Oldskooler Ramblings

the unlikely child born of the home computer wars

The Running Program

Posted by Trixter on March 13, 2006


The Running Program - Title Screen

As promised, The Running Program has been cracked and made available. I can’t take credit for the crack; my good friend Demonlord took the program and what little progress I’ve made and did a proper INT 13 redirect crack for it. (Check the file NOTE.TXT for info, and PROTECT for the “secret data” that the program was protected with.)

Demonlord, for those not familiar with his work, is the hardest-working oldskool cracker still at it today. Nowadays we have windows executables with symbol information still linked to them — this is child’s play.  Way back when, we had 512-byte boot loaders that we had to disassemble by hand. Demonlord still does this, and is the best cracker I know both two decades ago and today. He’s so good that most cracks take him less than an hour, and unlike most hack jobs, they’re quite elegant and graceful. For example, check The Running Program: His crack never even touched the .exe — instead it loads an INT 13 handler that intercepts the request and redirects it to the data saved off of the protected track.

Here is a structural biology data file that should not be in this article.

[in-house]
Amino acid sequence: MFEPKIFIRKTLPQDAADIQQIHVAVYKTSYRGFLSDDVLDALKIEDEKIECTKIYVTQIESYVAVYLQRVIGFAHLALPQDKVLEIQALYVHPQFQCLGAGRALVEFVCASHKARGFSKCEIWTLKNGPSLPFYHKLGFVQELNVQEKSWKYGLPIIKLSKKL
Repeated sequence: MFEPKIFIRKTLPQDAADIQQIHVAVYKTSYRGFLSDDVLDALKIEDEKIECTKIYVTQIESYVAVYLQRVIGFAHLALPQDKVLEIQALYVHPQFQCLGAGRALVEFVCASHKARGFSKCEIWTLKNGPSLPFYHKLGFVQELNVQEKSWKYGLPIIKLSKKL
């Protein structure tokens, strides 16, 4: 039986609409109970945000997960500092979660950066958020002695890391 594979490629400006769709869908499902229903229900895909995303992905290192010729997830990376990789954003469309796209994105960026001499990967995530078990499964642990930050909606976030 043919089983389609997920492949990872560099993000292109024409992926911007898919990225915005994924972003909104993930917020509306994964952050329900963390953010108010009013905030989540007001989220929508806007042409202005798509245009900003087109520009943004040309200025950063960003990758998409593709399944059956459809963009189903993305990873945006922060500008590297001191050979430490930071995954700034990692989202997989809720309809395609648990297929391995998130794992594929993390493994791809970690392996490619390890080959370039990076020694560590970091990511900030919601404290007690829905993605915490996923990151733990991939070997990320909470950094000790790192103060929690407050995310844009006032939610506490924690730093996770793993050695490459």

You know how there’s one person responsible for about 95% of all the ATARI 2600 cartridge ROM dumps out there? Demonlord is responsible for cracking 95% of all the bootable PC diskette images out there. The next time you play a bootable PC game in an emulator, say a little howdy for Demonlord.

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2 Responses to “The Running Program”

  1. Scali said

    When I was a younger lad, a friend of mine had bought Defender Of The Crown, which came on a bootable diskette, with its own format, so it could not be read by MS-DOS. And because for some reason, the diskcopy command of MS-DOS insists that it has to be able to read the disk’s FAT before it can copy it, you couldn’t make copies of it. No copy program on Amiga or C64 ever complained about copying a disk it couldn’t understand. And on PC I have never seen any alternatives to diskcopy, for some reason…

    So anyway, I decided to just take the same route as the Amiga/C64 programs: I’d just read the raw sectors of the disk and write them back to another disk. Much to my surprise this actually worked: the copied disk would boot and play just fine. Apparently there was no real copy protection, just ‘security through obscurity’.

    I have later found cracked copies of the game though, where the crackers turned the bootable disk into a regular EXE file which could be run from MS-DOS. Now that’s some nice cracking. Reminds me of those C64 crackers who would convert a multi-part game on tape to disk (or vice versa), or some would even take a two-sided disk, and crunch it to fit on a single side.
    I suppose Demonlord is such a guy.

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